Medical Device Classification

Medical device classification is a graduated system of controlling whether a medical device conforms to regulatory framework demands. The level of control corresponds to the level of potential hazard the specific type of device may present to the consumer or patient.

Medical device classification is part of the rules that national medical regulatory agencies set up for product types. What to keep in mind at the early stages of developing a medical device?

  • Determine the classification; a medical device manufacturer should determine the classification of his product as early as possible in medical device development, to have fewer problems later at the product certification stage.
  • Choose the correct type; choosing the proper medical device type is essential and may depend on the target market.
  • Check the definition with your regulatory agency; each regulatory agency defines its classifications for medical devices, although they are broadly comparable and similar. Nevertheless, a manufacturer has to acquaint himself with the exact wording applicable regulations of all the countries where he intends to sell.

Which are medical device regulators?

Do not forget that the rules for medical device classification differ between national regulators. When you decide to develop a medical device, we advise checking medical device regulations in all the markets where you plan to sell your device in the future. Some regulatory agencies from around the world:

  • Australia: the Therapeutic Goods Administration (TGA);
  • China: the National Medical Products Administration (NMPA);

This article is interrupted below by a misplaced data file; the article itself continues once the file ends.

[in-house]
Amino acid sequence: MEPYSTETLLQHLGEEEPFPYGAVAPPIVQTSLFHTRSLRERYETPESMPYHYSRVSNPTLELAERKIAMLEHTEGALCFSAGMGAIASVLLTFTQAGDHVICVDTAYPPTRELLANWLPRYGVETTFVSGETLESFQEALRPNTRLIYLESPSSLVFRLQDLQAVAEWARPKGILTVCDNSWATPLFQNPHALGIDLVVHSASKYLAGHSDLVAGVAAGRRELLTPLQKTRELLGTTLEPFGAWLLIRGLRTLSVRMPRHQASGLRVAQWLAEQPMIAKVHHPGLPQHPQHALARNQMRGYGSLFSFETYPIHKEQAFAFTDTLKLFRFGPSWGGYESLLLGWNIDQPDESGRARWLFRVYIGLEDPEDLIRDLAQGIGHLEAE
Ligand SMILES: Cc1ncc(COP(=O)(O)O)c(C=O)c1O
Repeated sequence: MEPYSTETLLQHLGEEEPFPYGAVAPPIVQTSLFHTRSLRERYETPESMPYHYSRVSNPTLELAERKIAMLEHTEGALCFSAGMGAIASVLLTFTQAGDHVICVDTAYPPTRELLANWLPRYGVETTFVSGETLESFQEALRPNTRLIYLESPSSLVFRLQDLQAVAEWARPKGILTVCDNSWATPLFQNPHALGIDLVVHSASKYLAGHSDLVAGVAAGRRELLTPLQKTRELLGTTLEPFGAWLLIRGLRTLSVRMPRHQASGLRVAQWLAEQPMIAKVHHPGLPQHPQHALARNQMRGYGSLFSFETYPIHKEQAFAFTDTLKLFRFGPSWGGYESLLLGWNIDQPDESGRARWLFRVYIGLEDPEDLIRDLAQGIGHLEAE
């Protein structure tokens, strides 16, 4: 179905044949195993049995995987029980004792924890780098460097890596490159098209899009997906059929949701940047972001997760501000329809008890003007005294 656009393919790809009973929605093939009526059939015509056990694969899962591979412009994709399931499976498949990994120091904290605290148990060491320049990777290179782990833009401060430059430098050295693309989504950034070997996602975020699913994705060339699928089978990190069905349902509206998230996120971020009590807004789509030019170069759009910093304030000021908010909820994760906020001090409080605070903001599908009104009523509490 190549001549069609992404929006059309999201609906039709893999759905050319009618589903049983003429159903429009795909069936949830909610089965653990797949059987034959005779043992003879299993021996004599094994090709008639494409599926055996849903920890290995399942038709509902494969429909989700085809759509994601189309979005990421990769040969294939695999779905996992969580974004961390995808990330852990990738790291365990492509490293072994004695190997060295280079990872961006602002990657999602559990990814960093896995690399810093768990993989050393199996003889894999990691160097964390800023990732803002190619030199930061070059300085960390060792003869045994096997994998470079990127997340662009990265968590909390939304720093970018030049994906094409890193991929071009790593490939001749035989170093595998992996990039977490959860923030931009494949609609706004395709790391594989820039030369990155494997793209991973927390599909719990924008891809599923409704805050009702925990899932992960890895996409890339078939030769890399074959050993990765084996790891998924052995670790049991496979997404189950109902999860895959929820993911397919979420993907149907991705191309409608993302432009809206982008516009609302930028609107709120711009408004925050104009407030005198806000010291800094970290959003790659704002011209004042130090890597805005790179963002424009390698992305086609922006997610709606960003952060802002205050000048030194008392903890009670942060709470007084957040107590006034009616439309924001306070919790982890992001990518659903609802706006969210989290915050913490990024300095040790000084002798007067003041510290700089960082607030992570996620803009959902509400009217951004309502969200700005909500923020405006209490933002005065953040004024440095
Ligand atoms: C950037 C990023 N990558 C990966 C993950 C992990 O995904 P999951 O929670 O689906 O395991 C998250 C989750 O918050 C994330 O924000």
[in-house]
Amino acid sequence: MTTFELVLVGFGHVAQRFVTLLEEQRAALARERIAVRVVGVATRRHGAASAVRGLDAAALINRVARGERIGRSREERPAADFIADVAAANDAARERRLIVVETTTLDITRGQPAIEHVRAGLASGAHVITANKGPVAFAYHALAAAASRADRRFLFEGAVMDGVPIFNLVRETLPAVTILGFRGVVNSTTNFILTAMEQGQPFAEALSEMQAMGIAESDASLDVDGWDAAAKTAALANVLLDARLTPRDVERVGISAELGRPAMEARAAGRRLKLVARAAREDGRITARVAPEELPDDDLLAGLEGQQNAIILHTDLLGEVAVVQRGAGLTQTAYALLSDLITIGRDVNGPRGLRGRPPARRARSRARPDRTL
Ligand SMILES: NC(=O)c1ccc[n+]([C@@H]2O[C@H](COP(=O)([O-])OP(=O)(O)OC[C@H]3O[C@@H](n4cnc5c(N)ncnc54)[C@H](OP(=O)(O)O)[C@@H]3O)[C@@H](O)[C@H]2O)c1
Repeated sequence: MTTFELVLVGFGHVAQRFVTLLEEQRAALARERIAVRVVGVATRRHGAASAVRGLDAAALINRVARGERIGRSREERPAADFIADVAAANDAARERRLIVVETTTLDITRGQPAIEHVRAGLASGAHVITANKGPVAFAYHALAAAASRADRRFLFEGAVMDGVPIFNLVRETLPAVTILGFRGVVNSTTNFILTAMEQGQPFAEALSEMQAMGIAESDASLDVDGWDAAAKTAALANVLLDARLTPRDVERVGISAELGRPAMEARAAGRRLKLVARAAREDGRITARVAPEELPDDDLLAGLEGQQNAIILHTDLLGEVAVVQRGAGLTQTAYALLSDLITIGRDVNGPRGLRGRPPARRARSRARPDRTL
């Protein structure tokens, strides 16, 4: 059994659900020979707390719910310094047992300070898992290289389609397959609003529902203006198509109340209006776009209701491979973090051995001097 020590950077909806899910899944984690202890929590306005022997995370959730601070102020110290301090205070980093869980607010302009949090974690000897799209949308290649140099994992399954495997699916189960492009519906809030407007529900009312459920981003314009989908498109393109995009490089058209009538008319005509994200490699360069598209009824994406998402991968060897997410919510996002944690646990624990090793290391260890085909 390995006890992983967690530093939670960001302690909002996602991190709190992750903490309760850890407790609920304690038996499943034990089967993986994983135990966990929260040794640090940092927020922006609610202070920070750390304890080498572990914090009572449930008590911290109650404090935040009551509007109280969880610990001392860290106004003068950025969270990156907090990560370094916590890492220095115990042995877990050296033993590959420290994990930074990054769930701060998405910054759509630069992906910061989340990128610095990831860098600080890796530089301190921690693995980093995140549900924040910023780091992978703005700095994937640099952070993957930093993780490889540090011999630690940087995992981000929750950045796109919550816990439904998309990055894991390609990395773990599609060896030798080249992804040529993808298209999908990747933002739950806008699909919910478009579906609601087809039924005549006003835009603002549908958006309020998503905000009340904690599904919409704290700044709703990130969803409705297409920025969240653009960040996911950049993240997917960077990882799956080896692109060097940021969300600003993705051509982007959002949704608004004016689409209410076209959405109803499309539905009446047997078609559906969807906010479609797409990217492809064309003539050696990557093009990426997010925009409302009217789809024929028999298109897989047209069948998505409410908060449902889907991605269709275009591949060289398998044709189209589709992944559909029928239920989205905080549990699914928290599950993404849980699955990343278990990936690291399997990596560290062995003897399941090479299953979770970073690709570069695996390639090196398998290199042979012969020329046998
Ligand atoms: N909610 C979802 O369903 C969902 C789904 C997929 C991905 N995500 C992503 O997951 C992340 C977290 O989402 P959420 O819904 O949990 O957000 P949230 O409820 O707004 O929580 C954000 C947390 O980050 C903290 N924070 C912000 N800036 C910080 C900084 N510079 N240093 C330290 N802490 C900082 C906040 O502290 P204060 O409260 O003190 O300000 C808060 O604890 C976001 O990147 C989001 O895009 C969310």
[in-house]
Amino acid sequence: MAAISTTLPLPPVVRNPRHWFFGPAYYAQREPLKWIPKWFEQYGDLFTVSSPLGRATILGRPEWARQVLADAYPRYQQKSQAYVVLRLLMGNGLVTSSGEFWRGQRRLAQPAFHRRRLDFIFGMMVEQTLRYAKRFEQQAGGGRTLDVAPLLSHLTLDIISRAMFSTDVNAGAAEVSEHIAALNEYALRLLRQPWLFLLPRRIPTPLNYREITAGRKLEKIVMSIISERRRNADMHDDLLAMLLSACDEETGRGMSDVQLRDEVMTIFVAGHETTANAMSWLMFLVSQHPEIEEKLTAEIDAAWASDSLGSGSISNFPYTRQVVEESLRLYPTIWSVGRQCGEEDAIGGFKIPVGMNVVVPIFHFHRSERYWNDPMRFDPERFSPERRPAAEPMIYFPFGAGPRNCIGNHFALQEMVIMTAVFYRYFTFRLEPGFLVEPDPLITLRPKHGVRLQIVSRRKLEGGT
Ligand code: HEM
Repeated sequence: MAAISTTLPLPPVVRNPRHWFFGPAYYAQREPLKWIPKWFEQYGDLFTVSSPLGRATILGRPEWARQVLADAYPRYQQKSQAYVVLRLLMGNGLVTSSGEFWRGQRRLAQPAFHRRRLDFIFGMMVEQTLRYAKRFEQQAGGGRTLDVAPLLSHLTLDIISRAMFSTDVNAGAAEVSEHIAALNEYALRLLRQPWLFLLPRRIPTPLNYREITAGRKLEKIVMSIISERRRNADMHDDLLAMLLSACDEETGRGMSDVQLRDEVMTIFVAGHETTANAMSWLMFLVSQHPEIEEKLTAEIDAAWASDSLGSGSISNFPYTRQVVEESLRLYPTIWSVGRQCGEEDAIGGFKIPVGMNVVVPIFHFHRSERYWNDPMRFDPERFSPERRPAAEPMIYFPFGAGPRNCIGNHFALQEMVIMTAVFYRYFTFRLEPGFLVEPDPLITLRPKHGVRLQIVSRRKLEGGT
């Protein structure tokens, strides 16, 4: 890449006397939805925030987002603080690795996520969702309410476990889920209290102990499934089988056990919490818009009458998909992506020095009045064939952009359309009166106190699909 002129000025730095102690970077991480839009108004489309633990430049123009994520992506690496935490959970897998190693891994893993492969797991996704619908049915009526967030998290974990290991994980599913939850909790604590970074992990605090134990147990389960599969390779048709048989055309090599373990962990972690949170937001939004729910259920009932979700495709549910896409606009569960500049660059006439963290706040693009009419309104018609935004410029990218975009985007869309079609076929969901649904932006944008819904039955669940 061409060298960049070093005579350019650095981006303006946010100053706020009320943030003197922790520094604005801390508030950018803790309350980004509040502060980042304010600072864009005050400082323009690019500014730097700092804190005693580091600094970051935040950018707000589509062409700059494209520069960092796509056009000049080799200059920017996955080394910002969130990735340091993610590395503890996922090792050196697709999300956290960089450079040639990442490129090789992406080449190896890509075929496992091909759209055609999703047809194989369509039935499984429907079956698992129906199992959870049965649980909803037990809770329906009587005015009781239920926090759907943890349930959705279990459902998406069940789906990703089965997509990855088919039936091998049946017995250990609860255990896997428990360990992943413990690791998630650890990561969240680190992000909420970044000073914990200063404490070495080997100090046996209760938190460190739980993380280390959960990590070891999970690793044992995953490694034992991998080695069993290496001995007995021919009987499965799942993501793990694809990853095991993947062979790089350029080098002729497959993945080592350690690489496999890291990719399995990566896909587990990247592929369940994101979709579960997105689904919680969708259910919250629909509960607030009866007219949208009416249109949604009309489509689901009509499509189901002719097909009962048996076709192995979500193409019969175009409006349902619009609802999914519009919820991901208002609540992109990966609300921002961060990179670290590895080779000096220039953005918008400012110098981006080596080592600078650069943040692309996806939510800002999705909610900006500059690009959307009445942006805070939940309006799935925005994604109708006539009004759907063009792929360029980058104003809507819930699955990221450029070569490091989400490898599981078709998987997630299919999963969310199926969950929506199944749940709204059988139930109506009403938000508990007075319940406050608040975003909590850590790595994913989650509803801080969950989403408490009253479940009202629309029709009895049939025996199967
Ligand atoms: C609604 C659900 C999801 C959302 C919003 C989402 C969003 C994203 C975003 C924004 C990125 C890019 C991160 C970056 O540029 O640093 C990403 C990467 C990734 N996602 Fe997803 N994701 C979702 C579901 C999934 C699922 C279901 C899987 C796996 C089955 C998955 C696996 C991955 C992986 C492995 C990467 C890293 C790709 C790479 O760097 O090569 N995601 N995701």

• Europe: the European Commission (EC);
  • Japan: the Pharmaceuticals and Medical Devices Agency (PMDA);
  • Russia: the Federal Service for Surveillance in Healthcare (Roszdravnadzor);
  • South Korea: the Ministry of Food and Drug Safety (MFDS);
  • United Kingdom: the Medicines and Healthcare Products Regulatory Agency (MHRA);
  • USA: the Food and Drug Administration (FDA).

On what is the classification of medical devices based?

Regulators base the classification of medical devices on the evaluation of potential risks that the utilisation of the medical device may pose to human health. The level of classification is, as a general rule, related to the perceived risk of the product type. Various criteria control the classification rules.

For example, in the EU these are intended purpose, the duration of contact with the patient, the degree of invasiveness and the part of the body affected by device use.

At the FDA, the Intended Use declares the general function of the medical device. In contrast, the Indications for Use define the condition the medical device will treat, diagnose and cure – and the target patient population. Usually, national agencies, i.g. in the US and EU, define Class I, Class II, or Class III devices, with the latter representing the highest-risk medical devices.

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